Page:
Endometrial scratching - A treatment for implantation issues

Unsuccessful IVF is difficult to accept but is not uncommon. Embryo implantation is a complex process and some common causes of failure can be due to poor endometrial lining (endometrium) or a genetically abnormal embryo. Women who have repeatedly failed IVF despite apparently good quality embryos may be candidates for the latest IVF treatment called endometrial scratching which has been shown in several randomised studies to improve (even double) the implantation rate in women who have had repeated failures. 

How does endometrial scratch improve pregnancy?

The process of endometrial scratching as it relates to embryo implantation is not entirely understood and some questions still remain unanswered. Scientists involved in studies believe that there may be two reasons for the increased implantation rates:

  • Increase of endometrial white blood cells. It appears that endometrial injury increases the production of white blood cells which secrete so called growth factors which in turn control embryo implantation.
  • Gene switching within the endometrium. Scientists speculate that sometimes embryos fail to implant due to genetic switching related to endometrial receptivity. That is, genes responsible for implantation of embryos are not switched on during the time when embryos are supposed to implant. Endometrial scratching may increase expression of genes (switching of genes) thought to be responsible for preparation of endometrium for implantation.

The procedure

The procedure is carried out in the luteal phase of the cycle (i.e. after ovulation) before your treatmentNormally this is done between around day 21-day of the cycle. It is carried out in theatre by a doctor. You are advised to take analgesia 1-2 hours before your scheduled procedure, e.g. ibuprofen (e.g. nurofen) or diclofenac (e.g. voltarol)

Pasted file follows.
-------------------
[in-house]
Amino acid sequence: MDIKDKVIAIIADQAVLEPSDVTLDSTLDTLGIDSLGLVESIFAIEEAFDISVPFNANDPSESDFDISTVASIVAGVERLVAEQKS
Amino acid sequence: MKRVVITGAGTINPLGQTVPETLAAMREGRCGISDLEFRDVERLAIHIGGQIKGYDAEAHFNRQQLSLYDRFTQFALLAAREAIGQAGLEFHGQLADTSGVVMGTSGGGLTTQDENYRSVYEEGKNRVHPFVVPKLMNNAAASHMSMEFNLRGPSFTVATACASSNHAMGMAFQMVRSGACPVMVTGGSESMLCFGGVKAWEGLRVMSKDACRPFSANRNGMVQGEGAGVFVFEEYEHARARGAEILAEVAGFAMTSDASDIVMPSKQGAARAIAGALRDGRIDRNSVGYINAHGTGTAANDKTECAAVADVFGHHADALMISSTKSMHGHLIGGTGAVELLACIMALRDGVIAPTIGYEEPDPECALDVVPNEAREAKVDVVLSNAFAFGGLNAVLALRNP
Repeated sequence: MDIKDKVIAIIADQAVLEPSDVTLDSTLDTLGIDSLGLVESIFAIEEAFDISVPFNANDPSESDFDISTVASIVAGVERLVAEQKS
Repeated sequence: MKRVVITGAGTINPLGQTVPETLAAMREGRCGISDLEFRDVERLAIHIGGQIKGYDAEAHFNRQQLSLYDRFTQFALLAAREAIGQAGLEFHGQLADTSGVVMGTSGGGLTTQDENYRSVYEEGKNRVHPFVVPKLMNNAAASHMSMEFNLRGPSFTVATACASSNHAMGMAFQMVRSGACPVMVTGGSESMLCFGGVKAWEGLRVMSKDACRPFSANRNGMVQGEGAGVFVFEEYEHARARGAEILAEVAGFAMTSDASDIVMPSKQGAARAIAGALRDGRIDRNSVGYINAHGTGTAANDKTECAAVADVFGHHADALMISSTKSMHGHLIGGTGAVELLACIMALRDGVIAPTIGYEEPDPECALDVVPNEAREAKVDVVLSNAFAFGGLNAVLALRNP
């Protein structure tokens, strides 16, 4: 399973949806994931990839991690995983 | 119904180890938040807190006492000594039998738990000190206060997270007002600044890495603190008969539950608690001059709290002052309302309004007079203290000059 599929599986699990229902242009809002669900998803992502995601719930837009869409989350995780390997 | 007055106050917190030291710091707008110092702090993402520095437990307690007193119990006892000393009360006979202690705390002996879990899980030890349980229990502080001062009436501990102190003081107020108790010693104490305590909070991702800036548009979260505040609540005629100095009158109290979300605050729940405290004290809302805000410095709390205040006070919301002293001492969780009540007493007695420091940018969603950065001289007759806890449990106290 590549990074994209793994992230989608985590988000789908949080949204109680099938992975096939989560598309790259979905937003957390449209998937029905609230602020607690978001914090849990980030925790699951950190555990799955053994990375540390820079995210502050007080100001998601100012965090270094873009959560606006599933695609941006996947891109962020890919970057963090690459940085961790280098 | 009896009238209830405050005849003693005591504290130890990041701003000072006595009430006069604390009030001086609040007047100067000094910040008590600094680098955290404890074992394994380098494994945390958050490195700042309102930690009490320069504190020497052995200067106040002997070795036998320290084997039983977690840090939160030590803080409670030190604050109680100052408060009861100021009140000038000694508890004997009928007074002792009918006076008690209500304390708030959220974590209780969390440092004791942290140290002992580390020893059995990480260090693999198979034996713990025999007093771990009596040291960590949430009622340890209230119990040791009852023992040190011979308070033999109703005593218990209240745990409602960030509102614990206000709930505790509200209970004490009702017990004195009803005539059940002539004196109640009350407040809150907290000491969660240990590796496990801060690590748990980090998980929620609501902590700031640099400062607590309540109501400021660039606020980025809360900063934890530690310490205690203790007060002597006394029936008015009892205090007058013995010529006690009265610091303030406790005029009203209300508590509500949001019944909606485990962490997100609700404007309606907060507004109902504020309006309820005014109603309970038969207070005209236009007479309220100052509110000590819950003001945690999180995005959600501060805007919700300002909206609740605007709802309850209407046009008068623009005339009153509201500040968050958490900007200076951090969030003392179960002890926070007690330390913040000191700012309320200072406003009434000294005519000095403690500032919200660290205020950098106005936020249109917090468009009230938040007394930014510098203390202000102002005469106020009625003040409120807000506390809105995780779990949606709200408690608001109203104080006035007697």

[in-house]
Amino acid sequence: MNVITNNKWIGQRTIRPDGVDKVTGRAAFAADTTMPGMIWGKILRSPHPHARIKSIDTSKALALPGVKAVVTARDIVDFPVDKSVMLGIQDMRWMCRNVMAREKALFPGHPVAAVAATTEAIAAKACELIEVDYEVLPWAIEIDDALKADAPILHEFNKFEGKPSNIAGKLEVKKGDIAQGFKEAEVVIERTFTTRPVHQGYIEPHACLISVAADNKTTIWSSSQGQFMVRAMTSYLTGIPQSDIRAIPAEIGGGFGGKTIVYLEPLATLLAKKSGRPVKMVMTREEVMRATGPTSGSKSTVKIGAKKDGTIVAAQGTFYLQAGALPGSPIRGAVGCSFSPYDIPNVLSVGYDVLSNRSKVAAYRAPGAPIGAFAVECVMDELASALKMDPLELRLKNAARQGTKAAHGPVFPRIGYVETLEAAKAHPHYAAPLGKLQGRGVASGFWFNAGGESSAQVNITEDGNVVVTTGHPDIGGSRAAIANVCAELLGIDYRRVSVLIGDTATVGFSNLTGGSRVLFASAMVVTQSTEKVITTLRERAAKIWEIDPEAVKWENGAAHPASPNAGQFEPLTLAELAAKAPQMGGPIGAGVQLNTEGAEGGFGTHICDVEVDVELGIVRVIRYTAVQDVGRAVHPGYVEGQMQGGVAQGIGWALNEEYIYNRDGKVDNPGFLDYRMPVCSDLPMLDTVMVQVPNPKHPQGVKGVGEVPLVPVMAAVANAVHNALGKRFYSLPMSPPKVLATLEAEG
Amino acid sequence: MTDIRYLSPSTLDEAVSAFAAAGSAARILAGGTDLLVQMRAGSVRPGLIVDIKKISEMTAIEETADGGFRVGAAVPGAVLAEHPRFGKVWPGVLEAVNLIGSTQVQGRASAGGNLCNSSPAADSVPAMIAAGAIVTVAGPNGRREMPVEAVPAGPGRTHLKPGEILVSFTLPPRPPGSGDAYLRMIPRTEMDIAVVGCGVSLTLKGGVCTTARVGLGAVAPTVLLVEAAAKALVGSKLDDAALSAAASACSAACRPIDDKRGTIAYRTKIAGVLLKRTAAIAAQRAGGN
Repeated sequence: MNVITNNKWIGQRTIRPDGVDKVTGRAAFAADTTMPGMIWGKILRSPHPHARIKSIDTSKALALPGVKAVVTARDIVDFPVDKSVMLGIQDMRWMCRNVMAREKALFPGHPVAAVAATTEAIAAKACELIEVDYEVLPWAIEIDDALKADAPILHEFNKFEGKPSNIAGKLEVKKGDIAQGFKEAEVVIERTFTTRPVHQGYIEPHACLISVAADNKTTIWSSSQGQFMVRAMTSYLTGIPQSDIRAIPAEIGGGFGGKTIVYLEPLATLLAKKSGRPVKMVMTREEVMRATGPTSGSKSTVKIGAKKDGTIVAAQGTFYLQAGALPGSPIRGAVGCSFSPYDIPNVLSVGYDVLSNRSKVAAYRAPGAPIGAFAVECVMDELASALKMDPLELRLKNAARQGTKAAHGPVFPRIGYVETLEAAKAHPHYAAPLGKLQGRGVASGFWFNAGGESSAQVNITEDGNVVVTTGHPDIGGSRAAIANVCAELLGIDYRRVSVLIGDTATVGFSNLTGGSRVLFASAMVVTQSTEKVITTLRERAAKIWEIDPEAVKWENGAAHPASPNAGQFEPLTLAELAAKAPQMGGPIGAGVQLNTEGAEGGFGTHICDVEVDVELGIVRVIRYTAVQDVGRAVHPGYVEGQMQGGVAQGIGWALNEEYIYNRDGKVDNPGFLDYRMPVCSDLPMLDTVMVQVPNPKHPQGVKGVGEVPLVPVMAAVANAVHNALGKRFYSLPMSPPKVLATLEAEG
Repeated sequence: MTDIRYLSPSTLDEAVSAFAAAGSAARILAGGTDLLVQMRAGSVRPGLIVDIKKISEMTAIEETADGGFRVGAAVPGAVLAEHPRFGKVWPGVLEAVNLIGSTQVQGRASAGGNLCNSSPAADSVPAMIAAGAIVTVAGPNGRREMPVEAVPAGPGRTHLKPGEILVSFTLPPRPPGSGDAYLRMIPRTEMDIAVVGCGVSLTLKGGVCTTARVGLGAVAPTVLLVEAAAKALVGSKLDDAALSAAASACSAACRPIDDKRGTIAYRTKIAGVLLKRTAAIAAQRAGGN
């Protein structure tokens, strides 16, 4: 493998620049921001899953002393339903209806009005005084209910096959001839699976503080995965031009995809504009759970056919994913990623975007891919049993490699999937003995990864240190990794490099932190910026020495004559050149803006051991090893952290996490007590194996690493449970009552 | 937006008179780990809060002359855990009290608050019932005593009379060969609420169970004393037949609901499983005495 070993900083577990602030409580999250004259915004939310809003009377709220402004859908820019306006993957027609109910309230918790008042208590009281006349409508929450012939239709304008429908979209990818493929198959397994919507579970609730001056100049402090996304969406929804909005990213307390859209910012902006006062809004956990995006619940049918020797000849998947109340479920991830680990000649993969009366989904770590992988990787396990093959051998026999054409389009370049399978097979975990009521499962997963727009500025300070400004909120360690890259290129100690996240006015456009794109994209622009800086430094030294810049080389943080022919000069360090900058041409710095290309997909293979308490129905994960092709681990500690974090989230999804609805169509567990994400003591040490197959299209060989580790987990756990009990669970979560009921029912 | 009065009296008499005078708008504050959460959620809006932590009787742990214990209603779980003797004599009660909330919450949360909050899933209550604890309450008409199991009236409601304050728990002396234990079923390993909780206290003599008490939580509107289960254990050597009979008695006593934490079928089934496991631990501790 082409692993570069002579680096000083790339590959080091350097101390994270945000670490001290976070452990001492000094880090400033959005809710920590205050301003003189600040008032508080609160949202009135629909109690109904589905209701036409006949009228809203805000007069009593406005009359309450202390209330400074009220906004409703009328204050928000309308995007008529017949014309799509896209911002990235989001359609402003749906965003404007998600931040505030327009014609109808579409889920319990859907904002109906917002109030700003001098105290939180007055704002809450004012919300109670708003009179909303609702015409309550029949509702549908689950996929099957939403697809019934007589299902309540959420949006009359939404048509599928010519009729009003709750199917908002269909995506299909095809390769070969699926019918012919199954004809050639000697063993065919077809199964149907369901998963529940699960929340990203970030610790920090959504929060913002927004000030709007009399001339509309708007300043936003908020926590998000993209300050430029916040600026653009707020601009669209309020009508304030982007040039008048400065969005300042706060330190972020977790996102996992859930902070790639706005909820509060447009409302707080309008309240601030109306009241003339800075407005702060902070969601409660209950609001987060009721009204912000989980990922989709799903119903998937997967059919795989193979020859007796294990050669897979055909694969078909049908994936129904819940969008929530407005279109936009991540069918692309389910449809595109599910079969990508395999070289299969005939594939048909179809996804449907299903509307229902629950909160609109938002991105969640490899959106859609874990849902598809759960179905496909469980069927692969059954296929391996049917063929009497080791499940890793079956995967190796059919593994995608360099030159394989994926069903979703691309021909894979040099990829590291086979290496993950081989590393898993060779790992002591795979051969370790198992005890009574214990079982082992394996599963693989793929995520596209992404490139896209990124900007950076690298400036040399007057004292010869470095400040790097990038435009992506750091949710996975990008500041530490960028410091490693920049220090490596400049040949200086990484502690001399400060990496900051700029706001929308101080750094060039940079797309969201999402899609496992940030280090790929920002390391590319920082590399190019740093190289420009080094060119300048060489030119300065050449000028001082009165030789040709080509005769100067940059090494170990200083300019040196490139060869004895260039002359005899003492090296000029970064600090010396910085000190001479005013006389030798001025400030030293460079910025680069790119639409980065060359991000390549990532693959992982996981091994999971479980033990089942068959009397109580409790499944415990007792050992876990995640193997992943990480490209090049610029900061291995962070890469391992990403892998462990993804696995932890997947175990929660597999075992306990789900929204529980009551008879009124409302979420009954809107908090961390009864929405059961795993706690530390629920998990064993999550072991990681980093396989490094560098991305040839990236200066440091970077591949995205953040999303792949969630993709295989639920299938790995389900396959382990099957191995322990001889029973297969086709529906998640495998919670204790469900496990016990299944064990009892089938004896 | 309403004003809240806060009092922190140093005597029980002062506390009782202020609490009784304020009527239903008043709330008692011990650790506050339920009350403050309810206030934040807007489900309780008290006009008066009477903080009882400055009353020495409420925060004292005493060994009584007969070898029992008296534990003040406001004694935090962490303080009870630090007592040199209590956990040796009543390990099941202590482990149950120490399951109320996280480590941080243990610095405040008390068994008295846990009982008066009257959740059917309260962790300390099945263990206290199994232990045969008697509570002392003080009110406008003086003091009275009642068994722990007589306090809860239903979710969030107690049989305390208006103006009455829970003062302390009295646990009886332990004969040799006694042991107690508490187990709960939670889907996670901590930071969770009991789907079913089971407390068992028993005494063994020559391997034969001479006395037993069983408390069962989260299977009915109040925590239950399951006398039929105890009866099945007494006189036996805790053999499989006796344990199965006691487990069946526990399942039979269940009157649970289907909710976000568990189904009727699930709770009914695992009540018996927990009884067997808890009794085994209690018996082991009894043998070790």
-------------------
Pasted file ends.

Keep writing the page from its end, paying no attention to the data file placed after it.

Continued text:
The procedure will take approximately 15 minutes to complete. Please be aware that it can be uncomfortable or painful in some circumstances and that bleeding after the procedure is to be expected. Post procedure antibiotics will be given if deemed necessary at the time of the procedure.

Please be fully aware that as this procedure is carried out in the luteal phase of the cycle pregnancy must be avoided as the physical procedure will be detrimental to any early pregnancy 

You will be asked to sign a consent form at the time of the procedure to confirm that you have not had unprotected intercourse in that menstrual cycle.

You should bring a partner or friend to escort you home after the procedure.


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Dr Ippokratis Sarris
Lead Consultant St Paul's

Dr Ippokratis Sarris

MA(Cantab) BMBCh(Oxon) DFSRH MRCOG DM Dr Ippokratis Sarris  is a Consultant in Gynaecology, Reproductive Medicine and Surgery. He graduated from Trinity College, Cambridge, in 1999 an....